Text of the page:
Postel’s Law, Thrown eggs, Mr. Rogers – Or how to be a good communicator.

“Be liberal in what you accept from others, conservative in what you accept from yourself.”  Postel’s Law.

Communication is a lot like an egg toss. If you throw an egg too hard, the greatest receiver in the world will end up with egg on their fingers.  A bad catcher can ruin the gentlest floater of a pitch with a vice-like grip.  Hopefully you already see where I’m going with this, but in service of tossing this thought-egg more gently…

A hard statement something like “A script must be between 90 and 120 pages.”  That’s a rigid thought, rigidly stated, and it pisses people off because no one likes it when jerks are right.  The gentler way to say that is, “A script should be as long as it takes to tell a good story, but 90-120 is a safe range (but by no means a dogmatic one).” Hard ideas are softened by qualifiers.  Of course this is a happy medium as well.  It’s possible to so neuter a phrase with weasel words that it comes out with such a limp-wristed toss that it never gets  close enough for anyone to catch it.

I wanted the cartoon where Calvin suggests that they have a water balloon catch, but it’s a trick and then he throws it right at Hobbes.  This is the best google could do.
I wanted the cartoon where Calvin suggests that they have a water balloon catch, but it’s a trick and then he throws it right at Hobbes. This is the best google could do.

A bad listener is like a bad egg catcher.  They can take something like my second example, and find a way to be personally insulted by it.  These are the guys who post screeds on articles they haven’t read because they have their own axe to grind.  By contrast, a good listener is able to hear a dogmatic statement like “a script must be 90-120 pages,” and think something like “obviously there are exceptions, but this person is stating a general rule and giving me a framework for discussion. He could have made it more abstract and thus more accurate, but I’ll bet beginners appreciate his simple and forthright presentation of his idea.  I may disagree, but I should respect his intent to communicate.”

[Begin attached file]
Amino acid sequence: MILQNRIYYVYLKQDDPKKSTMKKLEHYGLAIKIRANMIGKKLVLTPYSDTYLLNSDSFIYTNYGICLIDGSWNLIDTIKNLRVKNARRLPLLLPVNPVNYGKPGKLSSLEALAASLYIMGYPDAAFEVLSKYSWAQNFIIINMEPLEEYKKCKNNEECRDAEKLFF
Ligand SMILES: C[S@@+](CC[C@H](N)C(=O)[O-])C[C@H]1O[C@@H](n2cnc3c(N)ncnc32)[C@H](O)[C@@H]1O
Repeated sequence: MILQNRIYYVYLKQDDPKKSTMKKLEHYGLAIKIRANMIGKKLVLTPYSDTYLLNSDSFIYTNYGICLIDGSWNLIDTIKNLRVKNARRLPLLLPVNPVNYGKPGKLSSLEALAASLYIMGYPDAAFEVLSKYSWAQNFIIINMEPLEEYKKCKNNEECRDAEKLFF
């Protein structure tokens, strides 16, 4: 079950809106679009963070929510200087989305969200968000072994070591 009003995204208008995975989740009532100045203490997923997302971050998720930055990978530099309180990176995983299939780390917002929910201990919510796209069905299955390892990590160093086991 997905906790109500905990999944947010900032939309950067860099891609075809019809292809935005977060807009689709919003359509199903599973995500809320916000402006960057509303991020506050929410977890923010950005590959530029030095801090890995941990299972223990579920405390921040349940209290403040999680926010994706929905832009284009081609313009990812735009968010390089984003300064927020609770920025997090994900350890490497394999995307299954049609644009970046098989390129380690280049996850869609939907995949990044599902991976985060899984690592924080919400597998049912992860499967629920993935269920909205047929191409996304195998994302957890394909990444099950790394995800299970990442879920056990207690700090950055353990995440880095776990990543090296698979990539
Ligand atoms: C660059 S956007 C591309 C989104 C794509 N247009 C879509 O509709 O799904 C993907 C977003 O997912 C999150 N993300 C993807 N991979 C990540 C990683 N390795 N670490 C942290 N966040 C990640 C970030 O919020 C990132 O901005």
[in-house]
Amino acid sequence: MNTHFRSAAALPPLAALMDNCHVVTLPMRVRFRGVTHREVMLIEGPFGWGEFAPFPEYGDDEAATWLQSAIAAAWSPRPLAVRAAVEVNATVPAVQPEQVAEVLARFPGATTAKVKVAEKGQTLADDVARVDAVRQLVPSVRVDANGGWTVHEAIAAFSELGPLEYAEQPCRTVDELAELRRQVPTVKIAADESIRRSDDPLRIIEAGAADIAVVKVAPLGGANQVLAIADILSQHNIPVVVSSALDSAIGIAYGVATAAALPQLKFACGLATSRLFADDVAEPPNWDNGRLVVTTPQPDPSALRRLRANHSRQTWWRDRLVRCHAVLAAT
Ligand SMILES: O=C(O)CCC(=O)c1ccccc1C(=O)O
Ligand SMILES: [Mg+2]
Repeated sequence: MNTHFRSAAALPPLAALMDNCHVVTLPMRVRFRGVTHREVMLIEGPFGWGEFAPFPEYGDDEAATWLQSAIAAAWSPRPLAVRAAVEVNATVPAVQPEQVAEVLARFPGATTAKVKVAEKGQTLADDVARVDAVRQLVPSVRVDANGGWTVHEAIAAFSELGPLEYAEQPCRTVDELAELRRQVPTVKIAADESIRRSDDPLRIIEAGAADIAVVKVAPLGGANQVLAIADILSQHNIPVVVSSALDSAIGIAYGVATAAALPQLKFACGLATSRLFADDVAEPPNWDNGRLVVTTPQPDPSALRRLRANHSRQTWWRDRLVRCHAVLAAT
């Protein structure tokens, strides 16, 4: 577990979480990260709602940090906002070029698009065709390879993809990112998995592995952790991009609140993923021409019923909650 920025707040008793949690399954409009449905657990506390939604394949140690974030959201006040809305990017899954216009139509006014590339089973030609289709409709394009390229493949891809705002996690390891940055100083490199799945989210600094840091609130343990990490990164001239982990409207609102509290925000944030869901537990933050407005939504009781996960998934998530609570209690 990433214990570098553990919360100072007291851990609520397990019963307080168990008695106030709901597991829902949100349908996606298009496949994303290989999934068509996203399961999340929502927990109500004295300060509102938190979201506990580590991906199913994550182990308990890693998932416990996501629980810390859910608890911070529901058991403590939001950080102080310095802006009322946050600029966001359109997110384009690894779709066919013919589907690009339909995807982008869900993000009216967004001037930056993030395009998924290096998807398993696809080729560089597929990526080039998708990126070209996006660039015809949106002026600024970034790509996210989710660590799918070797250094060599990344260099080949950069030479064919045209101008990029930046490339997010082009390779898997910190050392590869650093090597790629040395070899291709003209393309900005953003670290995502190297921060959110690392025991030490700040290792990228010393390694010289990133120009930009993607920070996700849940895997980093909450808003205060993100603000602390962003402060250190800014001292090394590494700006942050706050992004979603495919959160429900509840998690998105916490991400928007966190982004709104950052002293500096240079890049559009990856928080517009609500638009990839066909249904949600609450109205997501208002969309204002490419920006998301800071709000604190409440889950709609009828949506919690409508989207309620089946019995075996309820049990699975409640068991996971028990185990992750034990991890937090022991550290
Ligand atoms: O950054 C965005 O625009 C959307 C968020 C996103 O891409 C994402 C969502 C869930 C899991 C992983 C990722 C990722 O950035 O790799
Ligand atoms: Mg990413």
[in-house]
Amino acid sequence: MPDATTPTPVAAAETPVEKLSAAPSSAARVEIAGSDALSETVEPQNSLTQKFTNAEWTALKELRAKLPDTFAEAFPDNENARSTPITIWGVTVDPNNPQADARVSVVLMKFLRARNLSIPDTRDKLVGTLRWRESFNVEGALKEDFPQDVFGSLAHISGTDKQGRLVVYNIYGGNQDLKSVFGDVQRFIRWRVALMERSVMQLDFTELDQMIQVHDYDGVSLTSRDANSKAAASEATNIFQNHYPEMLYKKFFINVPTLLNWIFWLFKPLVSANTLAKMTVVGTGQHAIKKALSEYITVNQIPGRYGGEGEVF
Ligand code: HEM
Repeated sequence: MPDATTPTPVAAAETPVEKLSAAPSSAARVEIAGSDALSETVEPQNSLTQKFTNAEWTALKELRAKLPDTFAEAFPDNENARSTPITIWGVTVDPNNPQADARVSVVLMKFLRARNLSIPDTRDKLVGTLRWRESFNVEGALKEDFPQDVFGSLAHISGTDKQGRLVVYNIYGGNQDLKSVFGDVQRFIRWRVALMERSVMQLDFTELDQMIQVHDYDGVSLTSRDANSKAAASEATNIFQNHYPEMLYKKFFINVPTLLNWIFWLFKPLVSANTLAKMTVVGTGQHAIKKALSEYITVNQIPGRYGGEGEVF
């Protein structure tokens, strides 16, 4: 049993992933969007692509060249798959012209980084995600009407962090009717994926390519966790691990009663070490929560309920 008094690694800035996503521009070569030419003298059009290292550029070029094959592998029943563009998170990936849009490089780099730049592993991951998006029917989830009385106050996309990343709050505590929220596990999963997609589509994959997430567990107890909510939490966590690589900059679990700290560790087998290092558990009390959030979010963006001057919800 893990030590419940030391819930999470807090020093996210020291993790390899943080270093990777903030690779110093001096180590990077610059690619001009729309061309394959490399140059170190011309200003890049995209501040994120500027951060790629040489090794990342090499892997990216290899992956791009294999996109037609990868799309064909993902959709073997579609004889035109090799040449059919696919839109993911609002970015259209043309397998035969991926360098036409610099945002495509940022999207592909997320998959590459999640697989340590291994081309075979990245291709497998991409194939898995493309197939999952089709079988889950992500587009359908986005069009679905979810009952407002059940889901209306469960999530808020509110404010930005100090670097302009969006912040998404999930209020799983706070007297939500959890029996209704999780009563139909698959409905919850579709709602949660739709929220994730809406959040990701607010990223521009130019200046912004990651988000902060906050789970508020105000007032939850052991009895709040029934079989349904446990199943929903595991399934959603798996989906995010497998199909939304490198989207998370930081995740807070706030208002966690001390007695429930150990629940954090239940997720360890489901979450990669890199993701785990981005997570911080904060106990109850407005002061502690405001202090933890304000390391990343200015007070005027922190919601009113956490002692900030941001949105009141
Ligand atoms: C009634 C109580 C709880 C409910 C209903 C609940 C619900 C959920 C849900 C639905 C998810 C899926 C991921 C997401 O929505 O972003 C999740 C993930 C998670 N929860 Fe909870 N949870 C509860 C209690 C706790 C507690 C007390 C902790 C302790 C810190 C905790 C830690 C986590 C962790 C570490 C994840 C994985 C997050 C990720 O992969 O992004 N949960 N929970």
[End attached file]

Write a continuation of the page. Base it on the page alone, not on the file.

Be a good listener.  When you hear something you don’t like, imagine that the speaker prefaced it with “In my humble opinion” and added a footnote like, “Obviously there are exceptions to every rule.”  NOTE: Perform this key step inside your head, saying stuff like this out loud is not a good way to win friends or influence people.

On the other other hand, I can’t believe I had to write 500 words to explain Postel’s Law!  Argh, why can’t people get things faster!!!!! Whyyyyyy???

That’s bad communication. The less rigid way to say it would be “Some people grasp this instinctively.  Others take a little time. But we can all do it and we should endeavor to do so (with the usual compliment of disclaimers).”

Writing is communication is writing is communication. Good writers are curious, self-aware, and have an irony and wit and humor that informs their world view and shines in their writing. The best role models in this respect are people who believe the opposite things that you do, and can still write in a way that reaches you (even the staunchest atheists seem to like Stephen Colbert, Fred Rogers, Roger Ebert and Stephen King).

People don't get much more religious than Fred Rogers.  And yet every hostile atheism board is littered with tributes like these.
People don’t get much more religious than Fred Rogers. And yet every hostile atheism board is littered with tributes like these.

When someone reacts to a simple suggestion on a forum with an acidic, 500-word screed, I wonder how happy they are in their real life and I wonder if their overflow of bile is also present at toxic levels in their scripts.

Thanks for catching what I’m throwing.  I’d love it if anyone tossed a comment back my way.  I will endeavor to catch it gently.

PS – The cynics out there might question why you’d participate in an egg toss in the first place.  This is a valid question.

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